UN High Level Panel press statements

Prime Minister David Cameron, President Yudhoyono of Indonesia and President Johnson Sirleaf of Liberia spoke at Downing Street.

This was published under the 2010 to 2015 Conservative and Liberal Democrat coalition government
The Rt Hon David Cameron

Prime Minister David Cameron

Good evening, everybody. Let me start by welcoming my co-chairs, President Yudhoyono of Indonesia and President Johnson Sirleaf of Liberia, to Downing Street today. I am very grateful to them and the other High Level Panel members for travelling to London for this second meeting of the Panel to discuss the future of the development agenda.

We had a lively, constructive and very productive set of discussions and I want to make three points about the conclusions we reached.

First, we agreed that the principle aim of the Panel should be to focus on finishing the job of ending extreme poverty. We think the Millennium Development Goals have made great progress. There is more progress to be made between now and 2015, but we are clear the next stage should be aiming to eradicate absolute poverty in our world. That is something politicians have been talking about for a while, but for the first time I believe this generation really has the opportunity to do it.

Second, we discussed how we might press on and tackle the causes of poverty as well as its symptoms. For me, that means rights for women and minorities, a free media, integrity in government and the freedom to participate in society. It means paying real attention to what I call the ‘golden thread’ of the conditions that help move people and countries from poverty to wealth. The absence of conflict and corruption, the presence of the rule of law, property rights, strong institutions: those are the things that can help us build more prosperous countries, more prosperous societies.

Now, the UK is clear that this new approach will help create the conditions in which open societies and open economies are able to thrive. Because it’s only when people have a job and a voice that they can take control of their own destiny and build a future free from poverty.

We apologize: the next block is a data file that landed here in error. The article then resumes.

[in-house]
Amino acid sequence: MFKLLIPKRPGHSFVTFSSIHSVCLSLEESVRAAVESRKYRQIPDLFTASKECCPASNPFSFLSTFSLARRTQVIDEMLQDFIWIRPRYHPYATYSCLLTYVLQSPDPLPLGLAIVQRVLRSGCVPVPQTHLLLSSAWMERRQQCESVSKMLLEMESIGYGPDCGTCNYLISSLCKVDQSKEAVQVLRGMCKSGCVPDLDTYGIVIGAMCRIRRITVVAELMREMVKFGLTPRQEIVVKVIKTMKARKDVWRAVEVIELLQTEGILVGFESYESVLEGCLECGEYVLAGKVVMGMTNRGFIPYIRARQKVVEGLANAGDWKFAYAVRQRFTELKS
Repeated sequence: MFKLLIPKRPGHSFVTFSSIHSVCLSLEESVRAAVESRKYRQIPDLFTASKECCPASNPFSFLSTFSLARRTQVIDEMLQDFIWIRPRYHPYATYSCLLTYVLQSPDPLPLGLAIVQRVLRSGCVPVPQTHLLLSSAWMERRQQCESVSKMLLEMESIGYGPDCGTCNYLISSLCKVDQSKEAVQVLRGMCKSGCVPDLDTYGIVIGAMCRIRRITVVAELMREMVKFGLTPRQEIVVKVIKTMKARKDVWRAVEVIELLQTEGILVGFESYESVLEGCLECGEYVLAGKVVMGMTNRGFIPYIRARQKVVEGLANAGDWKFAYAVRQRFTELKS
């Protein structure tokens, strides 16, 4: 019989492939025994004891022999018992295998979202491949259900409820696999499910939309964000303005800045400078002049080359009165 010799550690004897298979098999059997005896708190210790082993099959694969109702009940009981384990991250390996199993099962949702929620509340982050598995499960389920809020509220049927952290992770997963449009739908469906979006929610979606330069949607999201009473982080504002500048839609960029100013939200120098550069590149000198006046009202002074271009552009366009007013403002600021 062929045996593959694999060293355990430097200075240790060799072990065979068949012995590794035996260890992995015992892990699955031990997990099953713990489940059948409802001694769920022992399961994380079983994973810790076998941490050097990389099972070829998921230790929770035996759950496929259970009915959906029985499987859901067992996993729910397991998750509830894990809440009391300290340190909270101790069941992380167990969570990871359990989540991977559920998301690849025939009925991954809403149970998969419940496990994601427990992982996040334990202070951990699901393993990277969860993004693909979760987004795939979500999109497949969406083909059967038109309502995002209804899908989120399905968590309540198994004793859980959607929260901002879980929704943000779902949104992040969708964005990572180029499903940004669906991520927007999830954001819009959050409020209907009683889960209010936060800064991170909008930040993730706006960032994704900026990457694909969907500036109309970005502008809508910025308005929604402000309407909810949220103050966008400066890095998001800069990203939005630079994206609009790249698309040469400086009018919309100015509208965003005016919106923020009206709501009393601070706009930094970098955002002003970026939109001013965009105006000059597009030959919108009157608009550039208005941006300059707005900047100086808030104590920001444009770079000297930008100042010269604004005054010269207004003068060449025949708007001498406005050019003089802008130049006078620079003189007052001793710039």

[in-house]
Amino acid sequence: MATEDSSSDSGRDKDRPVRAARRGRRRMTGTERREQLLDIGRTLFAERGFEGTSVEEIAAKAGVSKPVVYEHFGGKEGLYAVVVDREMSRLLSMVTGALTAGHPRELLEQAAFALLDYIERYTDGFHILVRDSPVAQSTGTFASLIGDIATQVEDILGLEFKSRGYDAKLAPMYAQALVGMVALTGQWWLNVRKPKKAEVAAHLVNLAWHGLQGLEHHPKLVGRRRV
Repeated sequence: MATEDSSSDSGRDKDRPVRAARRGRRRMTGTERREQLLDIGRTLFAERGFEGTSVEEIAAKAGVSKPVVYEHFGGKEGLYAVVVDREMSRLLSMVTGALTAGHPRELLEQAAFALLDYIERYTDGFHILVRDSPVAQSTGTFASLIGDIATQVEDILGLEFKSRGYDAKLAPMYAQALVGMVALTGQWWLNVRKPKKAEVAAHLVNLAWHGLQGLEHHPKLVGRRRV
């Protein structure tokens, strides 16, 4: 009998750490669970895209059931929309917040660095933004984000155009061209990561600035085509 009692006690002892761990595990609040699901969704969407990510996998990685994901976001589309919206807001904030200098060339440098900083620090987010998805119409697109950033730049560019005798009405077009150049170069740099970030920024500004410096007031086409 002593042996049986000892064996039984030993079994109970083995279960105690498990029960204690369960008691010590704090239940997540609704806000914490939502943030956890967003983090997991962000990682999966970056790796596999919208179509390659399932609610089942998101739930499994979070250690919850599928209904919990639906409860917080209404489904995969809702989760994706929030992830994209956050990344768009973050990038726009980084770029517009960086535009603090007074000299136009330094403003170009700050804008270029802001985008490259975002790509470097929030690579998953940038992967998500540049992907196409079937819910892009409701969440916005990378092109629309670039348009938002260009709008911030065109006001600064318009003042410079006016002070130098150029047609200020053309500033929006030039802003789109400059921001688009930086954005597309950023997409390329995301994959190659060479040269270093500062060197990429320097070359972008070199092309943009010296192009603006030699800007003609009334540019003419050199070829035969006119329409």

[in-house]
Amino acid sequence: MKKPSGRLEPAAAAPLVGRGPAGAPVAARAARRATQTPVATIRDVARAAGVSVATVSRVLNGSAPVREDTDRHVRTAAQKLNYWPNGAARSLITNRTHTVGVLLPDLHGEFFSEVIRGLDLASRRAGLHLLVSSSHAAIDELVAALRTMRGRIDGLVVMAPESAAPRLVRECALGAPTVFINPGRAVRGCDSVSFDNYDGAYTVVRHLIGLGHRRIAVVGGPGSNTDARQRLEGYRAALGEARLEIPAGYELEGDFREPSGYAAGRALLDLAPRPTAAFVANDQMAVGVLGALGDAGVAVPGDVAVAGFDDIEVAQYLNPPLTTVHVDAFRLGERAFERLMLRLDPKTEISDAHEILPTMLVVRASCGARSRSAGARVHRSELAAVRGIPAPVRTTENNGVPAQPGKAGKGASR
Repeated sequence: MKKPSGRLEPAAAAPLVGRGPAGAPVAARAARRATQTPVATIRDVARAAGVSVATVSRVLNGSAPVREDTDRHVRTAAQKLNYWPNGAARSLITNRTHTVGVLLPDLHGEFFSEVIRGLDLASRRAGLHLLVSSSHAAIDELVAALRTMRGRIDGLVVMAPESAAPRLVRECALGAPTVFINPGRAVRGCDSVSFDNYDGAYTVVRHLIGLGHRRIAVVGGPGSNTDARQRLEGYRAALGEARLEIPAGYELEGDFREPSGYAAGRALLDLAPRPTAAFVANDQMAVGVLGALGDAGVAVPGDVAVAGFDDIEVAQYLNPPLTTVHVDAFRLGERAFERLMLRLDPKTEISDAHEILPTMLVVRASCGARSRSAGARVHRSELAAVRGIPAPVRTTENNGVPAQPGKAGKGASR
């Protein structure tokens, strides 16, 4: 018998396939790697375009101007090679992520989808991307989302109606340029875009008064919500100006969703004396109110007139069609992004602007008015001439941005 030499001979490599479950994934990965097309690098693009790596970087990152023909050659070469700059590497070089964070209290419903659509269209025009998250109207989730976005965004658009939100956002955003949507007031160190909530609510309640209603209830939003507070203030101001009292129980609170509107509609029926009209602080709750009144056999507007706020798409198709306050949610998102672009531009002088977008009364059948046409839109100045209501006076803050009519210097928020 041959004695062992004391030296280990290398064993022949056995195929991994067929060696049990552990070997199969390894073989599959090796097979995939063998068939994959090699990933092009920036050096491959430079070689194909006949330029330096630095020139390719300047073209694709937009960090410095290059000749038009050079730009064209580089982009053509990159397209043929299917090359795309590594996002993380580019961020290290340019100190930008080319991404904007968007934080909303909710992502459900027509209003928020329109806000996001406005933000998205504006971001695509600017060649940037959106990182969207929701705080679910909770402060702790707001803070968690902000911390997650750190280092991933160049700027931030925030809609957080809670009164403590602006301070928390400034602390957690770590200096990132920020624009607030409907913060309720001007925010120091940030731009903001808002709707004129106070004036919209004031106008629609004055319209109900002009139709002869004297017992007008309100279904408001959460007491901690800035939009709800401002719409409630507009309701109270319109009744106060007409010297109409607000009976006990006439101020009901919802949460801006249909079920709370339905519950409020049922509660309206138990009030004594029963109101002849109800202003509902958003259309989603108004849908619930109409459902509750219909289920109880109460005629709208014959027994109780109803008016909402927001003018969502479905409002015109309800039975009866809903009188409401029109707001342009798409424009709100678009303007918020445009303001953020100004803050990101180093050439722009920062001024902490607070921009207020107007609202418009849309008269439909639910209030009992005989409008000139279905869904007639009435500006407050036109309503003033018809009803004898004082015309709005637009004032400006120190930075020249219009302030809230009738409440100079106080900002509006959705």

Now, third, on the Panel, we are absolutely clear that we need to listen. We don’t have all the answers, so we will listen to the views of civil society, of the private sector, of young people, but above all we need to listen and learn from the people whose lives are blighted by poverty and injustice on a daily basis. That is why we’re using some of the latest technology to ensure that no [indistinct]. Seventeen thousand young Ugandans have said that what matters to them most is getting a job. We are putting cameras in the hands of the poorest so that their stories can inform our debate.

I am very proud of the role Britain has played in the fight against global poverty. We will live up to that reputation in the years ahead. We have a unique opportunity to be the generation that eradicates absolute poverty and I am confident that, alongside my two co-chairs, we will be able to propose a clear, bold, and ambitious set of goals that helps to achieve this.

President Yudhoyono

Thank you, Mr Prime Minister. Ladies and gentlemen, let me add a few thoughts to what Prime Minister David Cameron has said.

Yes, the second meeting of the High Level Panel went well and our exchanges of views were very productive. We discussed thoroughly the common visions of the High Level Panel of Eminent Persons on the post-2015 development agenda.

Based on the lessons learned from the MDGs and new challenges that the world [indistinct], we managed to identify key questions. Those key questions should guide the Panel in outlining the elements of its final report. They should, among others, address questions such as: what do we want; and what do we need; how do we get there; and how do we track progress?